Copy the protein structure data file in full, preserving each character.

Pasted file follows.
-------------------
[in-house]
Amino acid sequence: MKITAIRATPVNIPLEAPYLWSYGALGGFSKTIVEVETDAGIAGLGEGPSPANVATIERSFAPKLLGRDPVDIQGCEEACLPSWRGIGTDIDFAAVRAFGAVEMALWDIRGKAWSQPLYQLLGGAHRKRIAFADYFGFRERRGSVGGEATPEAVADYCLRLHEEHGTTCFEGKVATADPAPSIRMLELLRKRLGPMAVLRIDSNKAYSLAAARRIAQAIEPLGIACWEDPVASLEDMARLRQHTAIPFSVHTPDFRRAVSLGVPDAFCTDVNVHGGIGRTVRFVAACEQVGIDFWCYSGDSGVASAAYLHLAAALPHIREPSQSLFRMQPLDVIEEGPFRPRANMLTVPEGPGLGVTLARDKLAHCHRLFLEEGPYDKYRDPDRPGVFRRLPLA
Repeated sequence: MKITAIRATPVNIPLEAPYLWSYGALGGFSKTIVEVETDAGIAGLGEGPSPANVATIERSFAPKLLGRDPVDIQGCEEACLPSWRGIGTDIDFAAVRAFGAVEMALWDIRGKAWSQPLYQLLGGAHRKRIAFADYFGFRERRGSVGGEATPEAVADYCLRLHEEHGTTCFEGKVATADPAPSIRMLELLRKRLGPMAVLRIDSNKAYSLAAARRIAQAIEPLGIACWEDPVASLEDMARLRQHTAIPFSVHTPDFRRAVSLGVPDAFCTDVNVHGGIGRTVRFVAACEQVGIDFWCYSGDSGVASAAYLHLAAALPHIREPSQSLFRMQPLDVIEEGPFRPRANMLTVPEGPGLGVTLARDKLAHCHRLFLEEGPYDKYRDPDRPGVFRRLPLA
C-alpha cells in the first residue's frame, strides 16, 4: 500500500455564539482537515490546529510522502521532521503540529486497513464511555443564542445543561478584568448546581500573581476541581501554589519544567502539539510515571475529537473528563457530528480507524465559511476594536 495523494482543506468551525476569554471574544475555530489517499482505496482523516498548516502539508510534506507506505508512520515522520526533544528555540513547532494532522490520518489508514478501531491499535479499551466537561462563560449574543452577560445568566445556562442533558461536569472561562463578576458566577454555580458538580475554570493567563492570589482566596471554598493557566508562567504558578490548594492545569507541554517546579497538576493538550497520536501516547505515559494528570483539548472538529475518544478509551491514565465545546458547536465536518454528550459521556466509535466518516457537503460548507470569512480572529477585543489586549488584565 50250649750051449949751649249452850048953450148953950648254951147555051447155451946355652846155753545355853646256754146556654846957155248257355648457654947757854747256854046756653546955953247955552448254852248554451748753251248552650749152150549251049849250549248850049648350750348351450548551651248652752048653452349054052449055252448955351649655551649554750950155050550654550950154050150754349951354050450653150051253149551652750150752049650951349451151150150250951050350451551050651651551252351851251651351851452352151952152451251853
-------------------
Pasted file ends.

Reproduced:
[in-house]
Amino acid sequence: MKITAIRATPVNIPLEAPYLWSYGALGGFSKTIVEVETDAGIAGLGEGPSPANVATIERSFAPKLLGRDPVDIQGCEEACLPSWRGIGTDIDFAAVRAFGAVEMALWDIRGKAWSQPLYQLLGGAHRKRIAFADYFGFRERRGSVGGEATPEAVADYCLRLHEEHGTTCFEGKVATADPAPSIRMLELLRKRLGPMAVLRIDSNKAYSLAAARRIAQAIEPLGIACWEDPVASLEDMARLRQHTAIPFSVHTPDFRRAVSLGVPDAFCTDVNVHGGIGRTVRFVAACEQVGIDFWCYSGDSGVASAAYLHLAAALPHIREPSQSLFRMQPLDVIEEGPFRPRANMLTVPEGPGLGVTLARDKLAHCHRLFLEEGPYDKYRDPDRPGVFRRLPLA
Repeated sequence: MKITAIRATPVNIPLEAPYLWSYGALGGFSKTIVEVETDAGIAGLGEGPSPANVATIERSFAPKLLGRDPVDIQGCEEACLPSWRGIGTDIDFAAVRAFGAVEMALWDIRGKAWSQPLYQLLGGAHRKRIAFADYFGFRERRGSVGGEATPEAVADYCLRLHEEHGTTCFEGKVATADPAPSIRMLELLRKRLGPMAVLRIDSNKAYSLAAARRIAQAIEPLGIACWEDPVASLEDMARLRQHTAIPFSVHTPDFRRAVSLGVPDAFCTDVNVHGGIGRTVRFVAACEQVGIDFWCYSGDSGVASAAYLHLAAALPHIREPSQSLFRMQPLDVIEEGPFRPRANMLTVPEGPGLGVTLARDKLAHCHRLFLEEGPYDKYRDPDRPGVFRRLPLA
C-alpha cells in the first residue's frame, strides 16, 4: 500500500455564539482537515490546529510522502521532521503540529486497513464511555443564542445543561478584568448546581500573581476541581501554589519544567502539539510515571475529537473528563457530528480507524465559511476594536 495523494482543506468551525476569554471574544475555530489517499482505496482523516498548516502539508510534506507506505508512520515522520526533544528555540513547532494532522490520518489508514478501531491499535479499551466537561462563560449574543452577560445568566445556562442533558461536569472561562463578576458566577454555580458538580475554570493567563492570589482566596471554598493557566508562567504558578490548594492545569507541554517546579497538576493538550497520536501516547505515559494528570483539548472538529475518544478509551491514565465545546458547536465536518454528550459521556466509535466518516457537503460548507470569512480572529477585543489586549488584565 50250649750051449949751649249452850048953450148953950648254951147555051447155451946355652846155753545355853646256754146556654846957155248257355648457654947757854747256854046756653546955953247955552448254852248554451748753251248552650749152150549251049849250549248850049648350750348351450548551651248652752048653452349054052449055252448955351649655551649554750950155050550654550950154050150754349951354050450653150051253149551652750150752049650951349451151150150250951050350451551050651651551252351851251651351851452352151952152451251853